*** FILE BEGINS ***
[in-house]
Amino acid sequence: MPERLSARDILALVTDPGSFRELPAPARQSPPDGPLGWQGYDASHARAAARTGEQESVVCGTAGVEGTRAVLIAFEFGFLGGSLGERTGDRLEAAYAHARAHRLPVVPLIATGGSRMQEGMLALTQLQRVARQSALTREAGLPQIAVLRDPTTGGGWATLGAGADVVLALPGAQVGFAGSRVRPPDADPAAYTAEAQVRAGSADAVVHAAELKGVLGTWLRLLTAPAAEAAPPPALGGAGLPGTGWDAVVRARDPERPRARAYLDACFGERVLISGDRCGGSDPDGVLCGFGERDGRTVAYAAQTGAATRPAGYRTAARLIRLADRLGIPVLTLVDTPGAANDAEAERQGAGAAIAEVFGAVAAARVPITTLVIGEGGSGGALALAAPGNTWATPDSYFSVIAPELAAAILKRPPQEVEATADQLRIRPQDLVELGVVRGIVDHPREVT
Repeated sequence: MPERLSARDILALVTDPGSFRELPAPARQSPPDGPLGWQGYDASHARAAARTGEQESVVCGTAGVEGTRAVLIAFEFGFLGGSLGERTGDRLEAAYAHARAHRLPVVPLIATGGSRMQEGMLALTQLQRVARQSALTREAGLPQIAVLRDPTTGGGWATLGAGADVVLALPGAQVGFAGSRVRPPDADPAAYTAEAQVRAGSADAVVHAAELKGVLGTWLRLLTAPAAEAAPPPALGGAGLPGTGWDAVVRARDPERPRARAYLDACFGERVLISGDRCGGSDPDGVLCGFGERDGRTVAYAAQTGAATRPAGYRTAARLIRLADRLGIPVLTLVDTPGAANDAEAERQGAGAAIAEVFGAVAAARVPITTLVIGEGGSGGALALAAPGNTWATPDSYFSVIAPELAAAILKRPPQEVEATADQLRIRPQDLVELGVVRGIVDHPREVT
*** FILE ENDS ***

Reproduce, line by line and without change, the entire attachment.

[in-house]
Amino acid sequence: MPERLSARDILALVTDPGSFRELPAPARQSPPDGPLGWQGYDASHARAAARTGEQESVVCGTAGVEGTRAVLIAFEFGFLGGSLGERTGDRLEAAYAHARAHRLPVVPLIATGGSRMQEGMLALTQLQRVARQSALTREAGLPQIAVLRDPTTGGGWATLGAGADVVLALPGAQVGFAGSRVRPPDADPAAYTAEAQVRAGSADAVVHAAELKGVLGTWLRLLTAPAAEAAPPPALGGAGLPGTGWDAVVRARDPERPRARAYLDACFGERVLISGDRCGGSDPDGVLCGFGERDGRTVAYAAQTGAATRPAGYRTAARLIRLADRLGIPVLTLVDTPGAANDAEAERQGAGAAIAEVFGAVAAARVPITTLVIGEGGSGGALALAAPGNTWATPDSYFSVIAPELAAAILKRPPQEVEATADQLRIRPQDLVELGVVRGIVDHPREVT
Repeated sequence: MPERLSARDILALVTDPGSFRELPAPARQSPPDGPLGWQGYDASHARAAARTGEQESVVCGTAGVEGTRAVLIAFEFGFLGGSLGERTGDRLEAAYAHARAHRLPVVPLIATGGSRMQEGMLALTQLQRVARQSALTREAGLPQIAVLRDPTTGGGWATLGAGADVVLALPGAQVGFAGSRVRPPDADPAAYTAEAQVRAGSADAVVHAAELKGVLGTWLRLLTAPAAEAAPPPALGGAGLPGTGWDAVVRARDPERPRARAYLDACFGERVLISGDRCGGSDPDGVLCGFGERDGRTVAYAAQTGAATRPAGYRTAARLIRLADRLGIPVLTLVDTPGAANDAEAERQGAGAAIAEVFGAVAAARVPITTLVIGEGGSGGALALAAPGNTWATPDSYFSVIAPELAAAILKRPPQEVEATADQLRIRPQDLVELGVVRGIVDHPREVT